Fiscal finagling in Singapore

Shawn W Crispin
Asia Times Online
13 Apr 07

Singapore’s economy is booming, with gross domestic product (GDP) on course to expand 7.2% this year after racing ahead 7.9% last year. But the strong economic-growth figures mask a structural weakness in the island state’s economic-policy mix, one that threatens its long-term international competitiveness, and one that the ruling People’s Action Party (PAP) clearly has no intention of amending.

This week, the PAP-led government rewarded itself with a 60% pay increase, boosting ministers’ annual base salaries to about S$1.25 million (US$823,000), the highest pay scale for government officials anywhere in the world. Big budget surpluses provide the financial power behind the PAP’s political monopoly, which steers the national economy and maintains a strict system of social controls.

To generate that largesse, the PAP maintains a highly austere fiscal policy, taxing more and spending less than perhaps any other government in Asia. The government contends on its official website that fiscal policy is directed primarily at promoting long-term economic growth rather than cyclical adjustment or redistributing income through “fair” tax policies and “prudent” expenditure programs. It contends an “ethos of fiscal rectitude” extends throughout the public sector to help ensure price stability and confidence in the local currency.

Beyond the official jargon, Singapore’s fiscal policy consistently generates outsized surpluses, which come largely at the expense of the island state’s private consumers and businesses through a complex web of income and various other hidden taxes. As a percentage of GDP, Singapore’s domestic consumption historically ranges between 10% and 20% less than that of Hong Kong, where average per capita salaries are comparable. Anemic consumption coincided with Singapore running a current-account surplus of 28% of GDP last year – far and away the highest such ratio of any advanced economy in the world.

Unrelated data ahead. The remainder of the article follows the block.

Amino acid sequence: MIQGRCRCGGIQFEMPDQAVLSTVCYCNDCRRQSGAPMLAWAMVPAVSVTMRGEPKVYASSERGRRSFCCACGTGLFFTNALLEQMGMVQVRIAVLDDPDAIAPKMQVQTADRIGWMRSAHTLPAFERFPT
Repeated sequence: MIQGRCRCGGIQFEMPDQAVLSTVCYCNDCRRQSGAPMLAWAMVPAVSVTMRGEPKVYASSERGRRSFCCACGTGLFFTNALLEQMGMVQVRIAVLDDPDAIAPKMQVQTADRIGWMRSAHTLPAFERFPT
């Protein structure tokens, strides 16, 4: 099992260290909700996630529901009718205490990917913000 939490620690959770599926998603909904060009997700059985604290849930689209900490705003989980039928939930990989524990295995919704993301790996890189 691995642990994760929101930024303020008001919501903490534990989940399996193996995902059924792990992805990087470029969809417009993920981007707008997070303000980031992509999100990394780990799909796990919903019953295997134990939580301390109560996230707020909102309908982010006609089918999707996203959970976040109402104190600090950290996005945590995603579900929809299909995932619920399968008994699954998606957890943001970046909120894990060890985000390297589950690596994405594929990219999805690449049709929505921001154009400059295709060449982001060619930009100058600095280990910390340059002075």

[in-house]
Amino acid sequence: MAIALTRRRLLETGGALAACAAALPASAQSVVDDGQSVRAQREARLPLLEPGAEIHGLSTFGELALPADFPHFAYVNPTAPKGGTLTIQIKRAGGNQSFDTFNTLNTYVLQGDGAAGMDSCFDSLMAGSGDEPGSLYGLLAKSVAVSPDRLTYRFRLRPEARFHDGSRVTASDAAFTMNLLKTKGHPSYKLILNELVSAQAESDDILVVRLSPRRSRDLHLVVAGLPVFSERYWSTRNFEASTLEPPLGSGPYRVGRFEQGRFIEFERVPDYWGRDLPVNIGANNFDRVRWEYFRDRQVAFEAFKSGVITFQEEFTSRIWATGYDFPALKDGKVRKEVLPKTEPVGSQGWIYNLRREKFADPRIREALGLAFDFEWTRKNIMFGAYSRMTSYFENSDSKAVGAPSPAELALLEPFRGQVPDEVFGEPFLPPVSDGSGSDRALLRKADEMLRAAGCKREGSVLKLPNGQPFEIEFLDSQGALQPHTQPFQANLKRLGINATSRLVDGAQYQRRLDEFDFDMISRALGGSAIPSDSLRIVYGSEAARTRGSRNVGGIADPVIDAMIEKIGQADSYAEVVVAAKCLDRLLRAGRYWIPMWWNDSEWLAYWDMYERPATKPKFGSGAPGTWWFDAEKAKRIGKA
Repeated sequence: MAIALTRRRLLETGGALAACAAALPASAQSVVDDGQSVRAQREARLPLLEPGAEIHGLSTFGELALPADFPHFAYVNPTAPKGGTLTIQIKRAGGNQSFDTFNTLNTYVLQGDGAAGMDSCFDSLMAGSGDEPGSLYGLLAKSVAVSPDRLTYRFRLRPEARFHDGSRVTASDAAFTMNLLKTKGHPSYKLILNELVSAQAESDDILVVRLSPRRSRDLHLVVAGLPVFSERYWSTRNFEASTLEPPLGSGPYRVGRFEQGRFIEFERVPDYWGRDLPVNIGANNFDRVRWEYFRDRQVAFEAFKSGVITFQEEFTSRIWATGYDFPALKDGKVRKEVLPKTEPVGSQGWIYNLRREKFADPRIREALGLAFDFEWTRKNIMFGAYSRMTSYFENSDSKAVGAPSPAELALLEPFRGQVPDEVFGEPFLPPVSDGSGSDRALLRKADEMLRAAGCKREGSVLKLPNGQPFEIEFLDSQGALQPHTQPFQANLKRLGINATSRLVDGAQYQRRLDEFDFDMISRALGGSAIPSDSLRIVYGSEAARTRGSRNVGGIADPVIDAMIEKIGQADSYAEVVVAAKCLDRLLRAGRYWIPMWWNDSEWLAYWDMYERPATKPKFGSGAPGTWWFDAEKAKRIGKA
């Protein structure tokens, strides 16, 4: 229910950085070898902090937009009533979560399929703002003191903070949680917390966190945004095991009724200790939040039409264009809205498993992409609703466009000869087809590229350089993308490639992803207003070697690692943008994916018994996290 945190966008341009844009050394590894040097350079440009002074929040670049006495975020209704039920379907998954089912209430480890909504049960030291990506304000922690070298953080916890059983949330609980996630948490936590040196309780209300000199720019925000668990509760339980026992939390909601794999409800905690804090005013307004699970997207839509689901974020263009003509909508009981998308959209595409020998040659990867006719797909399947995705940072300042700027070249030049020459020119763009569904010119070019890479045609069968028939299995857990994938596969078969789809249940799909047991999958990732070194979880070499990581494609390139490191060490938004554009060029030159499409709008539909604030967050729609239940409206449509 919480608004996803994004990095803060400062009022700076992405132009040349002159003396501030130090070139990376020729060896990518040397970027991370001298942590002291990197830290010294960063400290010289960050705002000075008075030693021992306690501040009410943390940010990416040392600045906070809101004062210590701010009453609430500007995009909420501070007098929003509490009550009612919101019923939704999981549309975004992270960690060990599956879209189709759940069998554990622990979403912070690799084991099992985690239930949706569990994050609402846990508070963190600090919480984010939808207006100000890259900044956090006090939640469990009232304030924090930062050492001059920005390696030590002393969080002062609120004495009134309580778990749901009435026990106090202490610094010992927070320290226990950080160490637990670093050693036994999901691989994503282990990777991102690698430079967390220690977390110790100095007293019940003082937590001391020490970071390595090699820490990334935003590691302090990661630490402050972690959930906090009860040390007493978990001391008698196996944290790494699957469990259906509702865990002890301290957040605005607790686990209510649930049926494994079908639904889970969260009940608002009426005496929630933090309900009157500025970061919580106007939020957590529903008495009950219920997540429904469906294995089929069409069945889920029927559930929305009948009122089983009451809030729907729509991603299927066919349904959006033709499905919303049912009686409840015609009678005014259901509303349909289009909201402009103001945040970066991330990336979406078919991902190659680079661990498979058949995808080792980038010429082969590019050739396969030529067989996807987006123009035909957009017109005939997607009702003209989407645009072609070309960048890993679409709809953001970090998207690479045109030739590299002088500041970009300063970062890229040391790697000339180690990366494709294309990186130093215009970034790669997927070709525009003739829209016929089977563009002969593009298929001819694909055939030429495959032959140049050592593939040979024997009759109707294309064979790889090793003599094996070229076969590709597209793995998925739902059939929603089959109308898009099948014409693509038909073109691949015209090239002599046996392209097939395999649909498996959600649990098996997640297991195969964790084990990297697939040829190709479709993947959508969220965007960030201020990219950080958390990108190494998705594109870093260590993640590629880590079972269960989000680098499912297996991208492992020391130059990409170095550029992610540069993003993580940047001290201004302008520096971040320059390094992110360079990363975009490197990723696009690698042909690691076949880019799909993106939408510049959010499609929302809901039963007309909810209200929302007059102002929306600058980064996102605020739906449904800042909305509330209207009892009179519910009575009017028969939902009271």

According to independent financial analysts who spoke with Asia Times Online, Singapore’s outsized surpluses are habitually hidden away off-budget, often through the use of accounting gimmicks that diverge from internationally accepted norms. They note that government-linked companies and investment corporations buy and sell among themselves at undisclosed transfer prices, obscuring their profit and loss profiles. Nor, they note, does the government publish statistics related to its share of overall national savings.

Throughout the 1990s, the government reported surpluses averaging around 3.6% of total GDP. That, the government says, has contributed to a high national savings rate and one of the highest investment rates in the world without incurring foreign debt. Independent analysts and academics have calculated over the same time period an average closer to 10%, or three times the amount stated on the national accounts. And even those figures likely understate the true high level of the surpluses, as they fail to include undisclosed information on government land lease revenues, investment income and profits from off-budget state entities, and other hidden cash cows.

The government’s fiscal reaction to the 1997-98 Asian financial crisis gave a glimpse of just how prohibitive both its on- and off-budget tax structure has become. Then in panic mode, the PAP-led government granted an on-budget 5% rebate on income tax, a 15% rebate on property tax, a tax exemption for land under development, and an abolition of so-called stamp duties on all financial instruments except those related to stocks.

Off-budget, it temporarily allowed for an additional 40% property-tax rebate, a suspension of car-parking surcharges and stamp duty on contract notes, a deferment of stamp duty by buyers of uncompleted property, a 10% corporate-tax rebate, removal of tax on household bills, an increase in electricity-tariff rebates, and sweeping reductions in foreign-worker levies, customs duty on automobiles, and motor-fuel excise duties. Those reductions and rebates saved Singaporean taxpayers S$3.18 billion in 1998, according to Bank of International Settlements statistics.